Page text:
Do you remember how, about four or five years ago, there was a lot of talk about something called "spiritual paternity"? It was actually an idea, a theological concept, used to support the judgment that gay men and women are ontologically deficit in such a way that they are incapable of serving as priests.

Speaking in October 2008, Cardinal Zenon Grocholewski of the Congregation for Catholic Education stated that "Homosexuals [and women] cannot be admitted to the priesthood because of the nature of priesthood in which a spiritual paternity is carried out. . . . When we ask why Christ reserved the priesthood to men, we speak of this spiritual paternity."

The cardinal's statements were in relation to a Vatican document on homosexuality and the priesthood, one that made it clear that homosexuals were barred from being priests by the "paternal" nature of priesthood and their inherent lack of "affective maturity."


Judgmental and insensitive

I recall how many people were deeply offended by the judgmental and insensitive tone of both the Vatican document and Cardinal Grocholewski's remarks on gay priests.

At a Vatican press conference at around the time of the release of the document, Grocholewski was asked if homosexuals committed to lifelong celibacy could be ordained. He said "no," adding that:

The candidate does not necessarily have to practice homosexuality (to be excluded.) He can even be without sin. But if he has this deeply seated tendency, he cannot be admitted to priestly ministry precisely because of the nature of the priesthood, in which a spiritual paternity is carried out. Here we are not talking about whether he commits sins, but whether this deeply rooted tendency remains.


I don't know about you, but I look back on those statements and the notion of "spiritual paternity" and see a lot of judging going on in relation to gay men and the priesthood. Now, at the time, I don't think anyone was that surprised by this anti-gay rhetoric or even its increasing intensity. After all, Joseph Ratzinger was pope and he had for decades been obsessed with issues relating to homosexuality. My own belief is that Cardinal Ratzinger/Pope Benedict XVI was attempting to work through his own issues regarding same-sex attraction. The problem, of course, was that the rest of us ended up being saddled with his impoverished theological conclusions. Chief among these is the notion that homosexuality is an "inclination" which "intrinsically disorders" a person towards "grave moral evil," i.e., sexual activity with someone of the same gender. Now, this may match his reality, but for the majority of gay people striving – and more often than not succeeding – in living lives of integrity and wholeness, such concepts and terms are both erroneous and offensive. The idea of "spiritual paternity" is, I believe, another example of an erroneous and offensive concept cobbled together to support the hierarchy's profoundly dysfunctional notions of gender and sexuality.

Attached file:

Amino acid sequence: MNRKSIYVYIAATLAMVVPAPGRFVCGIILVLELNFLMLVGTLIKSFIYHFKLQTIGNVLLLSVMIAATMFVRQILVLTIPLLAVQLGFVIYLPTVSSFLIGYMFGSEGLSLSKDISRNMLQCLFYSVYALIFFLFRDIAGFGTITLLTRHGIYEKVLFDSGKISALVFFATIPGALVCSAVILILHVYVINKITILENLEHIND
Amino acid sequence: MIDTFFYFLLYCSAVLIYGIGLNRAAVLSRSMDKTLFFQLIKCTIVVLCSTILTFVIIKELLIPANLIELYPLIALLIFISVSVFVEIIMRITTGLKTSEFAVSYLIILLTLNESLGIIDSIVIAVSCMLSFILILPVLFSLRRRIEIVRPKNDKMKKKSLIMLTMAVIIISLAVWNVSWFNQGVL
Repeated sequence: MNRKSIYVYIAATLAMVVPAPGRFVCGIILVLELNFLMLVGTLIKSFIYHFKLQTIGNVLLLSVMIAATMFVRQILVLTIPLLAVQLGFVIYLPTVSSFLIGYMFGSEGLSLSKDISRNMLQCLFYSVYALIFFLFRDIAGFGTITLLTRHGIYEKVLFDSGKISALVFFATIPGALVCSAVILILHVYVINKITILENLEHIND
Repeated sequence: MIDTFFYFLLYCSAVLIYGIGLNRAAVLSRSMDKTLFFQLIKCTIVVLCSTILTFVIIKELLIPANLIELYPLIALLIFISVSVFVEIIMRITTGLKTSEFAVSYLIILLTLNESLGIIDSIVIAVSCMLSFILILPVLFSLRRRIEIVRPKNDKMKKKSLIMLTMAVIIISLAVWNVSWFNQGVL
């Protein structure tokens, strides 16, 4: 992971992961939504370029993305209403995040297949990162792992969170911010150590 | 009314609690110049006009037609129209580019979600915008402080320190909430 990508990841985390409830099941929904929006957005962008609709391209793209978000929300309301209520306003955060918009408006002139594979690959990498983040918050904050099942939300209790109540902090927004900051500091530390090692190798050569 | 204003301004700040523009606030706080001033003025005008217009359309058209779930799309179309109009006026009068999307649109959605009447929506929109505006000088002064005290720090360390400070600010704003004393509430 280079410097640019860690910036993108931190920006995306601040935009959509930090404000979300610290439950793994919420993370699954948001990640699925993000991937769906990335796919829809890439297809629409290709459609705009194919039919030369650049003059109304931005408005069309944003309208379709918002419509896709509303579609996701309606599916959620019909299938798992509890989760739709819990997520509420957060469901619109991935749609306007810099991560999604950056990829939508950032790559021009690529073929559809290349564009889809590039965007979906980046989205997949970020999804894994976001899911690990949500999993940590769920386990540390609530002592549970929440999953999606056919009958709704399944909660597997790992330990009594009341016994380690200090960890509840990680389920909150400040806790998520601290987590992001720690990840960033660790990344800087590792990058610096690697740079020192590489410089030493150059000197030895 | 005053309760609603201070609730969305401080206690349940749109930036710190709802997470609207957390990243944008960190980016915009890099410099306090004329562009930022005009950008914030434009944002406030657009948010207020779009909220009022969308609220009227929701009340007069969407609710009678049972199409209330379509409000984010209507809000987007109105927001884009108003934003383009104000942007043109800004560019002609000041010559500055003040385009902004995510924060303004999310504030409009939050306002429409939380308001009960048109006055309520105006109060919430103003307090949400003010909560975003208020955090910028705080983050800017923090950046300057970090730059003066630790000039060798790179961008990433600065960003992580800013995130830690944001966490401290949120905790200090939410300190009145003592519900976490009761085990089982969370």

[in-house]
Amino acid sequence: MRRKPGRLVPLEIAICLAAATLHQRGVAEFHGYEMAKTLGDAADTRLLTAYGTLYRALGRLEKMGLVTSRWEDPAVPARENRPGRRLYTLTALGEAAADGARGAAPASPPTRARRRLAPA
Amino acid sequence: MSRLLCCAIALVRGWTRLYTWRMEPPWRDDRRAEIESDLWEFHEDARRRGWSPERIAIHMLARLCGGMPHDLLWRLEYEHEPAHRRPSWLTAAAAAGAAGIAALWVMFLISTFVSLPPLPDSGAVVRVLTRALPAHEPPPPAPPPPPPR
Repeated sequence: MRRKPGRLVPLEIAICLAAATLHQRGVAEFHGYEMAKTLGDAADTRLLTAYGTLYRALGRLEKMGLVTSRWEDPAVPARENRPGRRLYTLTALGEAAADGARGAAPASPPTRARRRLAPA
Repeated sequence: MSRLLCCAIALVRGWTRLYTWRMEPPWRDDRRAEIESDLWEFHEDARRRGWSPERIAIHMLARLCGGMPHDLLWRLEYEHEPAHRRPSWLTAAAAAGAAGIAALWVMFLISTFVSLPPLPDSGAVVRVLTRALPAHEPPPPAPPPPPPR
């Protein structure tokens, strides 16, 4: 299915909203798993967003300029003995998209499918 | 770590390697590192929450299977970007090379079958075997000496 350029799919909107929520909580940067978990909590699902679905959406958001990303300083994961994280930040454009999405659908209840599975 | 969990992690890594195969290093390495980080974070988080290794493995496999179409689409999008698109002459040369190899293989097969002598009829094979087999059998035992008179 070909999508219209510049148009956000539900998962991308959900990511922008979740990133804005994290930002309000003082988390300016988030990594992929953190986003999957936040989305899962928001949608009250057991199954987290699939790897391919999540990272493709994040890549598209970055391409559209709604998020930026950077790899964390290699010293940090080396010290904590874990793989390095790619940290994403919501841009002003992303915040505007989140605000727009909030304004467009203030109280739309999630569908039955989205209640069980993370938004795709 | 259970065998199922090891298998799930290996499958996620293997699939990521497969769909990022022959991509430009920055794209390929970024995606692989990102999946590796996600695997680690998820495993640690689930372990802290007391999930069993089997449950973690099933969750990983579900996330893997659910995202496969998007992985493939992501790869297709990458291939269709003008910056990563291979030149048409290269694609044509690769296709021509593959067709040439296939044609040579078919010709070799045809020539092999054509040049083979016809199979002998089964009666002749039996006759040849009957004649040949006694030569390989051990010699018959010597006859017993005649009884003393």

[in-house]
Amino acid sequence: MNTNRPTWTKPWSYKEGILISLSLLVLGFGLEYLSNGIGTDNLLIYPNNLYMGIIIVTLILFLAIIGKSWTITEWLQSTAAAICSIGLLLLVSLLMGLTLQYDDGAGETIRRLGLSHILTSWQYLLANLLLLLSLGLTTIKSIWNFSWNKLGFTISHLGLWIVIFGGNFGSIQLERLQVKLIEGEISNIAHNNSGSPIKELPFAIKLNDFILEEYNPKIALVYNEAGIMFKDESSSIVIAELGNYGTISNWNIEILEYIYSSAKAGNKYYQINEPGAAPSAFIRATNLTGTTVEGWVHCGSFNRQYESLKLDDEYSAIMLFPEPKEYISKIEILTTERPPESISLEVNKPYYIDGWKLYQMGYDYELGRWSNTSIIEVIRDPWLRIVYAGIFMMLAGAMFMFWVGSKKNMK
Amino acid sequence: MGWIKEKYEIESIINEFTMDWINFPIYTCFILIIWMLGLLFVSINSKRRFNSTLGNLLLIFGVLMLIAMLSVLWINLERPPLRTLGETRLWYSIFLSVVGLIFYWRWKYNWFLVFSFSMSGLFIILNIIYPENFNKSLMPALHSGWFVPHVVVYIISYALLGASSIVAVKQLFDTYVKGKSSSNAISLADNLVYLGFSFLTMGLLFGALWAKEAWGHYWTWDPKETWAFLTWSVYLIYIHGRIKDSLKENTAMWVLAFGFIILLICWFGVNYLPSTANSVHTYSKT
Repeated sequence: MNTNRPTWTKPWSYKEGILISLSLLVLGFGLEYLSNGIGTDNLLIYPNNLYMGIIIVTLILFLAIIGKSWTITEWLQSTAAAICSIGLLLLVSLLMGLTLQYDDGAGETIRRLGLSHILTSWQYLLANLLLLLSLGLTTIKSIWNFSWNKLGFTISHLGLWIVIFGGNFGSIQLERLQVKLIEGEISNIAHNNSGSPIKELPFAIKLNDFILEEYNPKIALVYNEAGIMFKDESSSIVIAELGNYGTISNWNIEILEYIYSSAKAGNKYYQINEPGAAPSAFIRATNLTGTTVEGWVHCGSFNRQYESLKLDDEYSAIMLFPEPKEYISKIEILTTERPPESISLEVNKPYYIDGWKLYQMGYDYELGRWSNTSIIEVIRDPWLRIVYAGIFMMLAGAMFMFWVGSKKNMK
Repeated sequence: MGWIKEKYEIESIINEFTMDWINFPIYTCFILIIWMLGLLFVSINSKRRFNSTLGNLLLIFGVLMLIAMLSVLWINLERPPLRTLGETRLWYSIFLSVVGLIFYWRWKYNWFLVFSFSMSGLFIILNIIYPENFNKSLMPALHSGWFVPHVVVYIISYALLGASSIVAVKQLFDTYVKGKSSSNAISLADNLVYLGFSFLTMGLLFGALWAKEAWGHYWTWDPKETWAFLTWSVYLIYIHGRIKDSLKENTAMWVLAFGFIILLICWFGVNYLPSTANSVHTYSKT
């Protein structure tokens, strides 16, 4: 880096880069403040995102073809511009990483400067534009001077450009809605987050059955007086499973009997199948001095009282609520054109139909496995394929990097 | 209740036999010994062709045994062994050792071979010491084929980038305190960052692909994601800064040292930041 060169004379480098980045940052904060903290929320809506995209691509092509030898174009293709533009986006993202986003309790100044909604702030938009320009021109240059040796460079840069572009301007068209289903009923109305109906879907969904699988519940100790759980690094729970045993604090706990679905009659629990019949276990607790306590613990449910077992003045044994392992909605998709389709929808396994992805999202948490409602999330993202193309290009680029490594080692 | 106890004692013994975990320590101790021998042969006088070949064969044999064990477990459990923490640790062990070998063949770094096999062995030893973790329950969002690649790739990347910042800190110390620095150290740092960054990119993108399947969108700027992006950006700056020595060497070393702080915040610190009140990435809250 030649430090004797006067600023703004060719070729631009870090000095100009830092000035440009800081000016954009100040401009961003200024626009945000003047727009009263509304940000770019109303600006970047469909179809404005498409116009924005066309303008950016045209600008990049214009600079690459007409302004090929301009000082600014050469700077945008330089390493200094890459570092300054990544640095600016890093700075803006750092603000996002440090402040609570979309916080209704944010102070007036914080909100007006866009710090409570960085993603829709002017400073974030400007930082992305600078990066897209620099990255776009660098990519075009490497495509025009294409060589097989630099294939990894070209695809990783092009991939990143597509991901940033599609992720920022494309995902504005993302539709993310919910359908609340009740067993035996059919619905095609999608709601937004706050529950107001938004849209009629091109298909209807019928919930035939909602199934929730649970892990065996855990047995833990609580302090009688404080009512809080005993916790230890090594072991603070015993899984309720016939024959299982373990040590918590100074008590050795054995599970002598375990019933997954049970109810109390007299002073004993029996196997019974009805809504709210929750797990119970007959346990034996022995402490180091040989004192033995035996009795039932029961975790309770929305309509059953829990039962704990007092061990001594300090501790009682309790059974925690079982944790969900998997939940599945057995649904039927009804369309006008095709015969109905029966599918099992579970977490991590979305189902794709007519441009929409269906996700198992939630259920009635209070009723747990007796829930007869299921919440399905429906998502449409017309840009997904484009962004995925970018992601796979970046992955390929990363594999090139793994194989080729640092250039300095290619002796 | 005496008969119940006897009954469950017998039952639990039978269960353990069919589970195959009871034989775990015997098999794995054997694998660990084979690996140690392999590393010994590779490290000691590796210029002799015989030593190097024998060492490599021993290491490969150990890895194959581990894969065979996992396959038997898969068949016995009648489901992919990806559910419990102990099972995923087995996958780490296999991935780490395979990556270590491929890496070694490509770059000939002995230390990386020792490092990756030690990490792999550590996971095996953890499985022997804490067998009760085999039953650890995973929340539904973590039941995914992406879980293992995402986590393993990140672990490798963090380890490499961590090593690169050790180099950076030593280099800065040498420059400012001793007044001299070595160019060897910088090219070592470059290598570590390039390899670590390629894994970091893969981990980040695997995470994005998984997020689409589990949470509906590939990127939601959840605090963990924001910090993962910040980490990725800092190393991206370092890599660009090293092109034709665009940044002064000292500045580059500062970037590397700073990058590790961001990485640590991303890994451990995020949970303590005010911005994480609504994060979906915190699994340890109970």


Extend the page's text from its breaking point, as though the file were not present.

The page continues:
Pope Francis, unfortunately, isn't directly challenging these foundational notions of the hierarchy nor the 'official' teaching' that results from them. However, his words today to journalists traveling back with him to Rome from Rio de Janeiro are a step in the right direction and may well pave the way for future developments.

While nothing Francis said suggested acceptance of what the hierarchy labels "homosexual acts," homosexual people, said the pope, should be treated with dignity and not blackmailed or pressured because of their sexual orientation.


"Who am I to judge?"

And then, according to media reports, the pope said the following in relation to homosexuality and the priesthood:

If someone is gay and he searches for the Lord and has good will, who am I to judge?


Many commentators are saying that this statement shifts the hierarchy's message not just on gays and the priesthood but on gay issues in general. For one thing, it's apparently the first documented use by a pope of the word "gay" – the term that gay people themselves most often use yet which some within the church view as implying "ideological commitments" at odds with being Catholic. Also, the pope's conversational tone is a welcome change from the more dogmatic approach we're used to from members of the church hierarchy. And what's hopeful about this and may signify a shift is that the pope conveys a willingness to listen and an openness to dialogue. And as many of us know, such qualities allow the Spirit to break through in often unexpected ways so as to guide us in new ways of understanding.

Yet there's another way the pope's statement on gay priests shifts the message on gay issues in general. This is because his statement undermines, if not completely abolishes, the whole "spiritual paternity" argument against gay men becoming priests. We can no longer say, or rather judge, that a same-sex attracted man lacks something in his nature or his level of maturity simply because he is same-sex attracted. I would argue that this same line of thinking has positive implications for gay men in contexts other than the priesthood. It also has positive implications for women, including within the context of priesthood, as we can no longer say, or rather judge, that a female lacks something in her nature or her level of maturity simply because she is female.


The way of the Spirit

The implications of the pope's in-flight news conference remarks are quite something, aren't they? And it could be that they are implications of which the pope himself is still growing into full consciousness. That tends to often be the wonderful trickster-like way of the Spirit, wouldn't you say? And I have no doubt that it was God's Spirit that inspired the speaking through Francis of these particular words – words which, seed-like, contain much potential for hope, renewal and transformation within the church.